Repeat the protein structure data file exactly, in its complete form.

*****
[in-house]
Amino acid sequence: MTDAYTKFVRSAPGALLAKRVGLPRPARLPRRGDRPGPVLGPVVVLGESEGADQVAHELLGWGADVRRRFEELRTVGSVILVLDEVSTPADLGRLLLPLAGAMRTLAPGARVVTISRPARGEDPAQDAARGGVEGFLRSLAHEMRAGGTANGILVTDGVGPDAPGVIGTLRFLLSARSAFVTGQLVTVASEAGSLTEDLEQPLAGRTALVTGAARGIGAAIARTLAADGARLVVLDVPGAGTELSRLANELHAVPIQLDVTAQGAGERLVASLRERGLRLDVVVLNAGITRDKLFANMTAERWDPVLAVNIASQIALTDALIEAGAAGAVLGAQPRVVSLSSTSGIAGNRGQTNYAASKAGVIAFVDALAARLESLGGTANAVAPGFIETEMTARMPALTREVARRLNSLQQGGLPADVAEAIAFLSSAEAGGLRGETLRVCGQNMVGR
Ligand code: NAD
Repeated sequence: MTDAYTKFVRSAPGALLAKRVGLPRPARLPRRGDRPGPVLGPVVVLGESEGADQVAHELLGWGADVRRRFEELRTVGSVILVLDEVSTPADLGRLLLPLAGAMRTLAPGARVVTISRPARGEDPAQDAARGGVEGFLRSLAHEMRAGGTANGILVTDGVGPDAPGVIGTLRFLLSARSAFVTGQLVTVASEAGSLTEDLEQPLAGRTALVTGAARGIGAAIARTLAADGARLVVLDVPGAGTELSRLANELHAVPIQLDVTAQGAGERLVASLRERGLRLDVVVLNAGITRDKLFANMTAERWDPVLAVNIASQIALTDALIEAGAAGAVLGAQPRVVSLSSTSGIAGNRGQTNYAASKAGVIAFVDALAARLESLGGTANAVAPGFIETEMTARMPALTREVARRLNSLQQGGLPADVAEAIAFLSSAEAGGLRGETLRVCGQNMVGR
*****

[in-house]
Amino acid sequence: MTDAYTKFVRSAPGALLAKRVGLPRPARLPRRGDRPGPVLGPVVVLGESEGADQVAHELLGWGADVRRRFEELRTVGSVILVLDEVSTPADLGRLLLPLAGAMRTLAPGARVVTISRPARGEDPAQDAARGGVEGFLRSLAHEMRAGGTANGILVTDGVGPDAPGVIGTLRFLLSARSAFVTGQLVTVASEAGSLTEDLEQPLAGRTALVTGAARGIGAAIARTLAADGARLVVLDVPGAGTELSRLANELHAVPIQLDVTAQGAGERLVASLRERGLRLDVVVLNAGITRDKLFANMTAERWDPVLAVNIASQIALTDALIEAGAAGAVLGAQPRVVSLSSTSGIAGNRGQTNYAASKAGVIAFVDALAARLESLGGTANAVAPGFIETEMTARMPALTREVARRLNSLQQGGLPADVAEAIAFLSSAEAGGLRGETLRVCGQNMVGR
Ligand code: NAD
Repeated sequence: MTDAYTKFVRSAPGALLAKRVGLPRPARLPRRGDRPGPVLGPVVVLGESEGADQVAHELLGWGADVRRRFEELRTVGSVILVLDEVSTPADLGRLLLPLAGAMRTLAPGARVVTISRPARGEDPAQDAARGGVEGFLRSLAHEMRAGGTANGILVTDGVGPDAPGVIGTLRFLLSARSAFVTGQLVTVASEAGSLTEDLEQPLAGRTALVTGAARGIGAAIARTLAADGARLVVLDVPGAGTELSRLANELHAVPIQLDVTAQGAGERLVASLRERGLRLDVVVLNAGITRDKLFANMTAERWDPVLAVNIASQIALTDALIEAGAAGAVLGAQPRVVSLSSTSGIAGNRGQTNYAASKAGVIAFVDALAARLESLGGTANAVAPGFIETEMTARMPALTREVARRLNSLQQGGLPADVAEAIAFLSSAEAGGLRGETLRVCGQNMVGR